'Once the trials are successful in India and the UK, we are certain that COVISHIELD will be one of the first vaccines to be introduced.'
Pune's Serum Institute of India, the world's largest vaccine maker by volume, is placing its bets on the Oxford-AstraZeneca vaccine candidate AZD1222 with CEO Adar Poonawalla stating he would start manufacturing at personal risk.
In an e-mail interaction with Sohini Das, Poonawalla, below, says the company is investing $200 million in the vaccine facility and that he wants to keep the price at below Rs 1,000.
According to the results of the first two phases of trials published in Lancet, the Oxford-AstraZeneca vaccine candidate is safe and inducing an immune response. How optimistic are you?
I'm confident that the Oxford-AstraZeneca vaccine candidate will be immunogenic and effective for mass use.
Once the trials are successful in India and the UK, we are certain that COVISHIELD will be one of the first vaccines to be introduced.
You have indicated that you wish to start trials by August. Are all the approvals in place?
We seek to apply to the DCGI (Drug Controller General of India) for licensure trials.
With the government fast-tracking everything, we are hoping to get approvals in about two weeks.
Post that, we will begin phase-III human trials in India.
Can you share details about the trials, number of sites, protocols, etc?
Phase-III clinical trials are expected to commence around August.
We have studied the Phase-I trials in almost 1,000 patients, but in other countries it is usually done on 40 to 60 patients.
For the Phase-III trials, we plan to look at 5,000-10,000 patients, of whom 4,000 to 5,000 might be in India.
There are a number of trial sites in both Mumbai and Pune, since these cities have several hotspots, which will help us understand its efficacy.
COVID-19 antibodies are not lifelong, according to recent research. So, will one need to keep repeating the shots for this vaccine candidate?=
Most vaccines are administered in two to three doses, in order to prime with the first dose and then boost immunity with the second.
Similarly, I predict that the vaccines for COVID-19 will be administered in two doses.
Serum plans to make 3 million to 5 million doses per month, and slowly ramp up to 350 million to 400 million a year. What kind of investments have you already made and would further investments be required?
We have invested close to $200 million in the current phase of producing the Oxford-AstraZeneca vaccine.
Once the vaccine goes into the developmental phase, we will be able to elaborate more.
Will the production capacity of other vaccines be compromised as a result, to make way for the Oxford-AstraZeneca candidate?
Keeping in mind the pandemic situation, we have dedicated two of our facilities to produce millions of doses for the COVID-19 vaccine, while withholding vast production of other products.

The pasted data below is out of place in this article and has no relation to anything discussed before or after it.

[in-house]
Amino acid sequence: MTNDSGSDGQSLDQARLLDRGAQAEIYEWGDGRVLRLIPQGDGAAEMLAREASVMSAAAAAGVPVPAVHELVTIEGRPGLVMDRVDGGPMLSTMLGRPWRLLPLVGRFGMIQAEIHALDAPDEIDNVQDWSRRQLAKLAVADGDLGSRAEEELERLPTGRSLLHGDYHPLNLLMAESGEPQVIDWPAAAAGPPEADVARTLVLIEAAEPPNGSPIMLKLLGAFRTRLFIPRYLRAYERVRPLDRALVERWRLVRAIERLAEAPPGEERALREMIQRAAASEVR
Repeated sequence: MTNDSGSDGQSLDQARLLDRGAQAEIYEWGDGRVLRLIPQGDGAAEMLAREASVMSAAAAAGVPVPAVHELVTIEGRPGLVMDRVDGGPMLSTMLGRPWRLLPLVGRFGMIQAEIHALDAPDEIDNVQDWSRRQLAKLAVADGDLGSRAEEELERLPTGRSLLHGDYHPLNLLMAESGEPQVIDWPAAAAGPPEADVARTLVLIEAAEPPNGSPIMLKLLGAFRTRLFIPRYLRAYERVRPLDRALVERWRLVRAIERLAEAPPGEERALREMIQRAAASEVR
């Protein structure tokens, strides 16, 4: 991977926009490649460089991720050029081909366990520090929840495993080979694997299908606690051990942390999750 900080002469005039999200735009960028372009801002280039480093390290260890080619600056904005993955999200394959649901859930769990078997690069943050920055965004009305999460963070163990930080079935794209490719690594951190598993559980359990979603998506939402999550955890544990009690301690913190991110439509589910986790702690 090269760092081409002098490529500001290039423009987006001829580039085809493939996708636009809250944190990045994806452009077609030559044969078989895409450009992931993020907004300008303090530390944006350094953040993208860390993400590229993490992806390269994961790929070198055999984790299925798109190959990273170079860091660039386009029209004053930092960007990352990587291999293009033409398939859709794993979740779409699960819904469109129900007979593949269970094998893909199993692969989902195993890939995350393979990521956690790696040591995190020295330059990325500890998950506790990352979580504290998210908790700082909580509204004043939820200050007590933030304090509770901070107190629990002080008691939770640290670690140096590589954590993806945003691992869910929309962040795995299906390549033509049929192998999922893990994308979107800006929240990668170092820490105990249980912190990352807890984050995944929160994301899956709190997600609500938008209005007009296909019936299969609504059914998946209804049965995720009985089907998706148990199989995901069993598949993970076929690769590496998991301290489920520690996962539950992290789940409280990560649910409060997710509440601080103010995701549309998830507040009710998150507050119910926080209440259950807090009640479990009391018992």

What is the response and interest from the government on this vaccine candidate so far?
We are working in tandem with the government and regulatory bodies for approvals. They are quite forthcoming.
How do you plan to price it?
It is too early to comment on the pricing. However initially we would like to keep it under Rs 1,000.
The government will be taking care of the distribution. We hope that people do not have to pay for the vaccine initially.
Will this be made a part of the National Immunisation Mission eventually?
As the situation will improve only with extensive penetration of the vaccine, I believe it will be a part of the immunisation programme in the initial phase.
What is the status update on the other vaccine candidates you are working on?
We have tied up with five candidates so far and are working on two of our own candidates. We hope to announce the availability of our own vaccines by the end of 2021.
As per our associations, we are to manufacture and distribute the Novavax candidate across GAVI nations.
The Codagenix vaccine is expected to progress soon and we have a global manufacturing and supply association with them.
We have also tied up with a company for an mRNA candidate and hope to announce that soon.
How soon will there be a repurposed BCG vaccine?
We are currently conducting Phase-III trials of the vaccine shots to improve the innate ability to fight the virus and reduce the severity of COVID-19.
This is a safe vaccine since it is given to new-born babies and we have been selling this in more than 100 countries for many decades.
Based on our trials, we will be certain on the efficacy and viability of the vaccine, after which we will initiate mass production.
Currently, we are conducting Phase-III trials of rBCG vaccine in more than 30 locations in India.